Just Smile And Say “Thank You!” So, here’s my lesson learned for the week. I was doing some laundry for a girlfriend who’d just had surgery and The Todd was making dinner. My friend was in tears–but not because she was happy for the help, but because she needed it and had to accept it.
See, she’s always the one to jump in on any charity effort or food drive or taking someone’s garbage can down to the curb. But to have to be the one sitting back and letting people serve in her time of need was KILLING her.
It’s easy to help: you get the good, warm feeling and go home knowing you did something to the better the lives of others. But there’s a HUGE lesson to learn in accepting service. When The Todd had his heart surgery, I remember our friend Lisa (who is an absolutely ferocious trial attorney) down on her knees scrubbing our bathroom with bleach. It was difficult to have people helping US.
My beloved girlfriend Jacey explains this so well:
“I think that not wanting to trouble others is only a small part of it. I think the bigger reason is that accepting personal help makes us feel vulnerable and exposed. We (especially women) all put on our strong, happy faces for the world. When we allow others into the depths with us, those facades are wiped away and they get to see it all: the cluttered closets, the dust bunnies in the corners, the sticky floors, the way we look with vomit in our hair. It’s hard to let people in to that part of our world, because we work hard to keep it hidden from most people.”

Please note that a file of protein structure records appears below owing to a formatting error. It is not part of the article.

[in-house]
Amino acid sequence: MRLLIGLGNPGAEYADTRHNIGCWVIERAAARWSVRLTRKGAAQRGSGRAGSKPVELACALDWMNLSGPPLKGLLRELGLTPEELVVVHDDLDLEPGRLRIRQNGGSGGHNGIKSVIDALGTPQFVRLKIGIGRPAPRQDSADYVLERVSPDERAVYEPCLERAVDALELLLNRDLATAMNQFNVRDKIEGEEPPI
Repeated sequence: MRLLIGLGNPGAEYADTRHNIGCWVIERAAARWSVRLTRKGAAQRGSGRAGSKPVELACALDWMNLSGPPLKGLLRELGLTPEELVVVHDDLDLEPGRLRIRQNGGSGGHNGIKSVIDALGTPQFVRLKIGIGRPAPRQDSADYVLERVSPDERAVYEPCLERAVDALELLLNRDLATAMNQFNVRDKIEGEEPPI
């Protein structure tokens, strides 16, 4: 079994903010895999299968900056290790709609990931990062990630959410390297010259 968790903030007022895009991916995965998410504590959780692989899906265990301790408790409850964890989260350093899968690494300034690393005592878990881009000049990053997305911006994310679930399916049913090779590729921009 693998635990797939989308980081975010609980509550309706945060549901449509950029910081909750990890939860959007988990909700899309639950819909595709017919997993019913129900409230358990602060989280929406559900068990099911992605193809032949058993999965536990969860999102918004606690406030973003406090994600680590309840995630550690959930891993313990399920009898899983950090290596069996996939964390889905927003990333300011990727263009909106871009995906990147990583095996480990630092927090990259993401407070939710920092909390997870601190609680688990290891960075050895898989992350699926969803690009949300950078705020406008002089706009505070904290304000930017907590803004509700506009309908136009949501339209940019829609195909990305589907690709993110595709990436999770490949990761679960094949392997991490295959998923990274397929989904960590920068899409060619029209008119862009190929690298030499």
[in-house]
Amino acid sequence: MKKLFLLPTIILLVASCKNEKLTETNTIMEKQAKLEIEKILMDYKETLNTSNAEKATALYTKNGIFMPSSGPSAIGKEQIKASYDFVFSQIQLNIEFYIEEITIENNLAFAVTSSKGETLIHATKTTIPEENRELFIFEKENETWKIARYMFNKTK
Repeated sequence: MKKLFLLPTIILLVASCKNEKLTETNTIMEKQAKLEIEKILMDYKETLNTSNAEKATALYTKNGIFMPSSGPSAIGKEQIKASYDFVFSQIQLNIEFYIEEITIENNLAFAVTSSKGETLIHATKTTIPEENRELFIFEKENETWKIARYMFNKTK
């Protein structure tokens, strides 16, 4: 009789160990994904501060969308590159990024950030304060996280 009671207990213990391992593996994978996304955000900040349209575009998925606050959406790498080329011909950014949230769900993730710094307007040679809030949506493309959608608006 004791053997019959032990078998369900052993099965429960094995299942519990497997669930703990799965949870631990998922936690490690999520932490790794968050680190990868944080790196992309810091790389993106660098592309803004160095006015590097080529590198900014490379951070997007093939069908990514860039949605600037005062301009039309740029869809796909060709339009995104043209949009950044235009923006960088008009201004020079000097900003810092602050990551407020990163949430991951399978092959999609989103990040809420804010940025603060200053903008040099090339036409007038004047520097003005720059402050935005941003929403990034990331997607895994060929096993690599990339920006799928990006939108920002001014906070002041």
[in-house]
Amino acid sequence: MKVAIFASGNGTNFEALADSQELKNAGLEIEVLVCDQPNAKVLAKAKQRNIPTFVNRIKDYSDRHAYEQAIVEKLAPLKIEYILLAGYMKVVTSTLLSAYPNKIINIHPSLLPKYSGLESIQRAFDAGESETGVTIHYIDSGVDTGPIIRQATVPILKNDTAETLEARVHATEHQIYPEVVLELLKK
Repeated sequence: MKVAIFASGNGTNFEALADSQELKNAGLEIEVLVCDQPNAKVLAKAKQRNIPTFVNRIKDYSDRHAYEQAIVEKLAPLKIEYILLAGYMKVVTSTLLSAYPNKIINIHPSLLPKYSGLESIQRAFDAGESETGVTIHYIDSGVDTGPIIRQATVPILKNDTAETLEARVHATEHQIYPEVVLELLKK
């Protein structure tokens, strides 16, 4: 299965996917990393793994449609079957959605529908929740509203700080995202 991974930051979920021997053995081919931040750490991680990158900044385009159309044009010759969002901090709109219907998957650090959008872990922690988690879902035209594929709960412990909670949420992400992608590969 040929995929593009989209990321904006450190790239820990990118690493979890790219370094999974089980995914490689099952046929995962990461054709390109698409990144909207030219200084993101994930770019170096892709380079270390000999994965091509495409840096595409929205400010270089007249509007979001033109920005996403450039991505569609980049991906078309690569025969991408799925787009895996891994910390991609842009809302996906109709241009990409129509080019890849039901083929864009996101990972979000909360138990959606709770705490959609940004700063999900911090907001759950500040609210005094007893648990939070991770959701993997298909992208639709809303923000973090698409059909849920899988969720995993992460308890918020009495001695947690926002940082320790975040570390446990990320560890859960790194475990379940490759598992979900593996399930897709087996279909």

I think God or the Universe designs this so we can learn both lessons: it IS good to serve, but we HAVE to leave room for other people to gain their blessings by being allowed to care for us as well. I suspect I haven’t been as gracious as I should be in the past, even if I was grateful. Lesson learned: shut up and say “thank you.” We’re all meant to be here for each other.
This is one of my favorite quotes from a frequent guest on The Todd & Erin Show–Julie De Azevedo-Hanks is a brilliant communicator. I think her statement is such an elegant way to sum this up. What are your thoughts? How have you overcome your reluctance to graciously (and gratefully!) accept help?